“Miller Time” Once Again for the Leafs


    Kicking off the first of two divisional games on consecutive nights, the Toronto Maple Leafs traveled a short trip down the QEW to take on the Buffalo Sabres at the HSBC Arena in the second of six meetings between the two teams. After tonight’s 3-1 victory, the Sabres now hold a 2-0 record against the Leafs following a 3-2 shootout decision on Nov. 6 in Toronto.

    During most of Monday’s victory over the Dallas Stars, The Leafs controlled the play on both sides of the ice, and looked to build on that momentum as they searched for their second road win in 6 games. In fact, not since Oct. 15 have the Leafs been able to find the win column while playing away from the Air Canada Centre. If that trend is to change, the offense needs to be a factor and become involved rather quickly, especially against a Buffalo Sabres team who is struggling at home. Although it is the obvious intention, Leaf forward and former Sabre, Clarke MacArthur believes the key to his team’s success was to open the scoring early and build from there.

    “When we score first you look at our team and we seem to pick up momentum and roll, then the other team has to come put of their comfort zone.”

    It was easy to see how the first goal could have played a large role in the outcome of the game for either team, as neither have been able to maintain consistency within their offensive ranks.  Jonas Gustavsson looked to continue his strong play in the absence of J.S. Giguere, while Ryan Miller, who has been a nightmare for the Maple Leafs got his first taste of the divisional match-up this season. Carrying his U.S. Olympic team to the Gold Medal Game against Canada, Head Coach Ron Wilson learned a lot about Miller. When asked prior to the game on how his team looks to solve Miller, Wilson had no answers.

    “I have no idea,” Wilson said. “If I had the answer, we’d score a lot more goals. He’s a big tall guy who does a great job covering the lower half of the net, and like with all great goaltenders, his concentration level is unbelievable. Every game you’ve scored on him, you’ve earned it.”

    The first period was an emotional and spirited affair as both teams came out firing. A Paul Gaustad hit from behind on Phil Kessel ignited the Leafs bench and their emotions would eventually get the best of them. After Nikolai Kulemin was also hit with what looked to be a charge by Patrick Kaleta, Luke Schenn came to his defense and dropped the gloves in his effort to send a message. Adding to a first period already filled with animosity was Colton Orr as he looked to settle a score with Gaustad for his hit on Kessel. Orr received an untimely 6 minutes in penalties on the play which lead to a Jordan Leopold power play goal, and a 1-0  Sabres lead. Things quickly began to unravel for the Leafs as Kris Versteeg took a selfish penalty, getting his stick up on Nathan Gerbe twice behind the play. The inevitable result from the poor judgment became reality for Versteeg and the Leafs as Thomas Vanek beat Jonas Gustavsson  from the point and lifted his team to a 2-0 lead. Versteeg would maintain a regular shift despite his stupidity. The power play goals sparked the Sabres offense and the game may have been well out of reach following the first period had Gustavsson not made four or five huge saves to keep his team in it.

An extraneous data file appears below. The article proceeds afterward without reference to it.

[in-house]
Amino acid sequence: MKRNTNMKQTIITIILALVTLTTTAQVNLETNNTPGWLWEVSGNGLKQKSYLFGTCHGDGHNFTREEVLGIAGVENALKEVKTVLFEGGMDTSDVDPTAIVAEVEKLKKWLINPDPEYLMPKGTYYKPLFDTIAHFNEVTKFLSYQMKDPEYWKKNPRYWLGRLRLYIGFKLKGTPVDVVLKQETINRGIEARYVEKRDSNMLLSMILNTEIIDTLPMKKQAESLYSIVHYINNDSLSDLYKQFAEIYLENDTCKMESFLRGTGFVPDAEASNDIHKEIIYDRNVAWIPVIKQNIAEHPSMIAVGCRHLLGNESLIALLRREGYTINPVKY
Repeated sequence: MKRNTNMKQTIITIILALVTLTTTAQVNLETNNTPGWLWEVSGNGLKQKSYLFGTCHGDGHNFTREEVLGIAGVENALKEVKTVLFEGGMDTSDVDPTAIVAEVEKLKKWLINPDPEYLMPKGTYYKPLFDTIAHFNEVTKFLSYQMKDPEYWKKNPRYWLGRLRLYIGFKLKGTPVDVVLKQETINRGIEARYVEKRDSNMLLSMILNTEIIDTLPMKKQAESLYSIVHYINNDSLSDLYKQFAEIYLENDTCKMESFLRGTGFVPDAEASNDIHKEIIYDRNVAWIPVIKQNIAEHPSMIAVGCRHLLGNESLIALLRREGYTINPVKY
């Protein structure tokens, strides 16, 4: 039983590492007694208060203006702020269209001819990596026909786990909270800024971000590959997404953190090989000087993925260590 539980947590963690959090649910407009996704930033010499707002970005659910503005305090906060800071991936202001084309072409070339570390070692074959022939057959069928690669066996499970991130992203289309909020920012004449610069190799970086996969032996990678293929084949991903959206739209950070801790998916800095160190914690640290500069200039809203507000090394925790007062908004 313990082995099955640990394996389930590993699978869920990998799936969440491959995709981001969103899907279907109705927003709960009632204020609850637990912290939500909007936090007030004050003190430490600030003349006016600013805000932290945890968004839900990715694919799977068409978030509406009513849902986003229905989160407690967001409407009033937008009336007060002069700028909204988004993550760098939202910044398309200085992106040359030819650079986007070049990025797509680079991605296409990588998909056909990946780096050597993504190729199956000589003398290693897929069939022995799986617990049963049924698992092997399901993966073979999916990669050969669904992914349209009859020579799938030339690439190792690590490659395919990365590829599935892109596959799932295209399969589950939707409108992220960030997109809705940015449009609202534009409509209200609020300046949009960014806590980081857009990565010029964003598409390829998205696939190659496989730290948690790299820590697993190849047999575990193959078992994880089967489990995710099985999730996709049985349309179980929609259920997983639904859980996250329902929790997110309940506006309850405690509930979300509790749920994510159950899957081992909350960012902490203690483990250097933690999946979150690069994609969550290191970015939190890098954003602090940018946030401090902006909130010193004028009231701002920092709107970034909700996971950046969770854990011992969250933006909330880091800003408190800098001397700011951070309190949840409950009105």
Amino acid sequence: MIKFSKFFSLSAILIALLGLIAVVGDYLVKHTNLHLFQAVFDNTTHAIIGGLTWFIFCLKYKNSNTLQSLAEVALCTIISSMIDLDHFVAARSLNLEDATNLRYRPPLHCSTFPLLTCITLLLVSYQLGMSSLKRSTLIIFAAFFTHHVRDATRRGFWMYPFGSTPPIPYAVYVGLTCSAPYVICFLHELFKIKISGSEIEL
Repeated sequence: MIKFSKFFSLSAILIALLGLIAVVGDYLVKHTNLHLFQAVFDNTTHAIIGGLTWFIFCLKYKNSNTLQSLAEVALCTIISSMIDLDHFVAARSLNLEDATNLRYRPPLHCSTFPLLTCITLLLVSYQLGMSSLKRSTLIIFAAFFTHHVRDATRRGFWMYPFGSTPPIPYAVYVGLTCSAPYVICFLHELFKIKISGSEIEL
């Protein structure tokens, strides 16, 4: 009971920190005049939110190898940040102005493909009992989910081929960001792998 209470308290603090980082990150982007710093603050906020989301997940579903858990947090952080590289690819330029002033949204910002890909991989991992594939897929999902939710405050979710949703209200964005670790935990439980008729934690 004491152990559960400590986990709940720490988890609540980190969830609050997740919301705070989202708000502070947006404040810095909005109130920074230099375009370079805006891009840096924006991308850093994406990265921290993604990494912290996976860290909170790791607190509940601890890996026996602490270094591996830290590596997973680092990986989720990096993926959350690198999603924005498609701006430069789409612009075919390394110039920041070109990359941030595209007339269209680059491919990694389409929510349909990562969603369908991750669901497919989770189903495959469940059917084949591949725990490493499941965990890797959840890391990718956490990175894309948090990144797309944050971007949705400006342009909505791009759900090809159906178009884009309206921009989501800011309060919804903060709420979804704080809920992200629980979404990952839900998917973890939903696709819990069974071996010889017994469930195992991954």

The second period started out where the first had left off, as the Sabres continued to pile the chances on Gustavsson, only to be turned away by the Swedish netminder. The middle frame progressed and the Leafs seemed to find their legs as they began to generate some chances. The change in pace caused the Sabres to take a few penalties, and the Leafs looked to get on the board. Unable to manufacture offense on the power play and with Ryan Miller up to the task when needed, the Leafs found themselves still trailing by two heading into the third period.

    The alarming trend surrounding the Maple Leafs offense or lack there of took center stage in the third period. Their inability to create traffic in front of the steady Ryan Miller forced the Leafs power play into mistakes, and eventually lead to a Patrick Kaleta short-handed goal, and the 3-0 lead. Making matters worse for the struggling offense, it was the help of Sabres defenseman Jordan Leopold that gave the Leafs their only goal of the game. A funny bounce deflected off Ryan Miller and in an attempt to clear it from harms way, Leopold put it right on the stick of Phil Kessel who slid it passed a sprawling Miller. That would be it from the Leafs and like a bad re-run, their effort simply wasn’t good enough and they fall to just one win in their last 13 games against the Sabres.

    For Head Coach Ron Wilson and GM Brian Burke, the answers from within are no more. The solution to their sputtering and inconsistent offense cannot be found in the current configuration. Nazem Kadri, although playing well at times, has not been effective and has yet to find his first career goal. Phil Kessel is scoring with ten on the year, however the timely goals necessary to lift his team into a game are missing. Counted on by default to create those chances for Kessel is Tyler Bozak, and the young pivot is mired in a pressure filled sophomore slump. Without the luxury of options it will be up to this current crop of players, a group that Brian Burke believes in, to find their way. The belief is evident among Brian Burke, but with his Christmas trade freeze just around the corner,  just how long he will continue to believe is in question.

    Without much rest the Leafs will travel to Ottawa tonight as they look to get right back at it for the Battle of Ontario tomorrow night. Once again deserving a better fate, Jonas Gustavsson is set for his second start in a row. If nothing else the Leaf players owe an urgent and steady performance to their hard working goaltender who has given them a chance every game he’s played.